Spring tornado season is coming to a close in the Tennessee Valley, but that doesn’t mean that severe storms go away. They just change character in the summer.

It doesn’t take anyone to tell you that the 2024 tornado season has been active. After a slow start, things began to pick up a little in late March and early April with active tornado events in the Ohio Valley and a couple of small tornadoes in north Alabama on April 2nd. Once we got to late April and May, as many long range forecasters had been expecting this season, the season cranked itself up into overdrive.

Through May 21st, the number of preliminary tornado reports in the U.S. had risen to 859, putting it #2 for most active start to the year to date, falling only behind 2011. Since then, that number has risen further to 1,008. States in the classic “Tornado Alley” of the Great Plains, as well as the Ohio Valley, have been most active so far this year. We eventually had our share of tornadoes here in the Tennessee Valley though, even though we haven’t been nearly as active as the Plains. On May 8th, a significant tornado outbreak produced at least 24 tornadoes in middle Tennessee and north Alabama, with at least three of them being of EF-3 in intensity. One person was killed, several other were injured, and there was severe damage to multiple communities.

“Tornado season” will continue on in the Plains for another few weeks and through the summer for the northern portion of the United States as the jet stream makes its annual migration northward as we head into the summer months. That means that, while the weather will probably be active for a while longer to our north and west, the spring “tornado season” is coming to a close here in the Tennessee Valley. Make no mistake though! That doesn’t mean that severe storms are going to go away and we won’t see them again until the fall. There can even still occasionally be tornadoes here in the summer, especially when a tropical storm or hurricane makes landfall and its remnants move near our area. However, the tornado threat does back down significantly and other thunderstorm hazards take more prominence during the summer months. Instead of big sweeping cold fronts and sharp troughs of low pressure that create high wind shear environments favorable for supercell thunderstorms and long-track tornadoes, severe weather during the summer months in our area comes from mainly one of three features: thunderstorm complexes originating from the Midwest with widespread straight-line winds and flooding, pop-up afternoon and evening storms that briefly grow strong enough to produce wind damage or hail, and quick developing spin-up tornadoes found in the outer rainbands of the remnants of tropical storms and hurricanes that have made landfall and track near our area.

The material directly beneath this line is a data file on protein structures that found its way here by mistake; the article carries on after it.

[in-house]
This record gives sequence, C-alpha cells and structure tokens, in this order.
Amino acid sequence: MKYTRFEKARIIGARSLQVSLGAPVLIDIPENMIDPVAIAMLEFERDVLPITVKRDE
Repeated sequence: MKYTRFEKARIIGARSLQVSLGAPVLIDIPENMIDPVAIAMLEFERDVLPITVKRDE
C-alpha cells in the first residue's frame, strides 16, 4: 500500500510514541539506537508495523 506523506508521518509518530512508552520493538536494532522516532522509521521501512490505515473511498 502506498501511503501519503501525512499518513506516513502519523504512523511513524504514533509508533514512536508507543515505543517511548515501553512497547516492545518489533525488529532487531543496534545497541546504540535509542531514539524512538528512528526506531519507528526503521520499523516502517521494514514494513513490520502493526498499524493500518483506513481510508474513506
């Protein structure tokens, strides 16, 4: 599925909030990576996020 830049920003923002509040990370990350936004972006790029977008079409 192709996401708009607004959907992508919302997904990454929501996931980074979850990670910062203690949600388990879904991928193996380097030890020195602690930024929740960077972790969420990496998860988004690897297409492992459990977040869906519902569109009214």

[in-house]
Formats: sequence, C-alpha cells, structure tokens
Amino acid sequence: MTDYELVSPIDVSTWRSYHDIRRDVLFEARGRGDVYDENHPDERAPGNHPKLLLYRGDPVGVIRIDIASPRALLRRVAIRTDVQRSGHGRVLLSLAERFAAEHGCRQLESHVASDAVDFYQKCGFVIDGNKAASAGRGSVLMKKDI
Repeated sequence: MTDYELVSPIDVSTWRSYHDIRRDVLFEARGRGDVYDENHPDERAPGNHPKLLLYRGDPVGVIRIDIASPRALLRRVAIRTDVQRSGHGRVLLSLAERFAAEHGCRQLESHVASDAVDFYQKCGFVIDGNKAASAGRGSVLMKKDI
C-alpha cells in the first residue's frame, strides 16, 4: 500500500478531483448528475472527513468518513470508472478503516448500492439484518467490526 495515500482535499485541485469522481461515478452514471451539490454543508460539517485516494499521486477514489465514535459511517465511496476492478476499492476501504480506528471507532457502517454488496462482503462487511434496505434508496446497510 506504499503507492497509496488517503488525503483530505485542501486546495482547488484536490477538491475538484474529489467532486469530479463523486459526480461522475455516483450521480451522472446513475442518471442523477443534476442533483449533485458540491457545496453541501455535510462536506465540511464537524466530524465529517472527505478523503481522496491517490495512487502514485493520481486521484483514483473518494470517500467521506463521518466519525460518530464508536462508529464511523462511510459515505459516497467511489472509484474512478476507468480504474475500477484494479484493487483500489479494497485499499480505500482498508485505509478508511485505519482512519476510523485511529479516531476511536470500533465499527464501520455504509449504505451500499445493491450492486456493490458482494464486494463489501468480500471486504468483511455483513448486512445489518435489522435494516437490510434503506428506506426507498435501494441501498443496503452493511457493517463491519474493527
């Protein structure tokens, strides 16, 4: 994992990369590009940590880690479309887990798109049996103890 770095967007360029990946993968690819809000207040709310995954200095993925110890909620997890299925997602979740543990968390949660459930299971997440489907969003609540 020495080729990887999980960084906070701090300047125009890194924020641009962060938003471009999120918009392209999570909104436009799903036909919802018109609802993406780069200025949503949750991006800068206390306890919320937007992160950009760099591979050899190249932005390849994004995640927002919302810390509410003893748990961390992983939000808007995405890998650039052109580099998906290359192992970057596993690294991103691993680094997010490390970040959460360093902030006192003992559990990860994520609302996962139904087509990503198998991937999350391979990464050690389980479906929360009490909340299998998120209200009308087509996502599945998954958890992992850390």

The vast majority of severe storm damage during the summer in the Tennessee Valley comes from straight-line winds, either with thunderstorm complexes or from localized downbursts with pop-up storms in the heat of the afternoon. A downburst happens when cooler air from gathering rain and hail within a thunderstorm overpowers the updraft and that rain-cooled air becomes increasingly dense. That rain-cooled air then surges downward from the base of the thunderstorm before it hits the ground and then spreads outward. If it’s strong enough, it will cause straight-line wind damage both where it initially hits the ground and then where it spreads outward until it loses enough strength to no longer cause damage. This same general process is one of the main ones ongoing within those thunderstorm complexes too, but there are other processes at work that keep the thunderstorm line/cluster ongoing instead of just dying out upon the first downward rush of rain-cooled air. When that downburst of wind is focused over an area 2.5 miles wide or more narrow, it is called a microburst. If it stretches out greater than 2.5 miles, it is called a macroburst.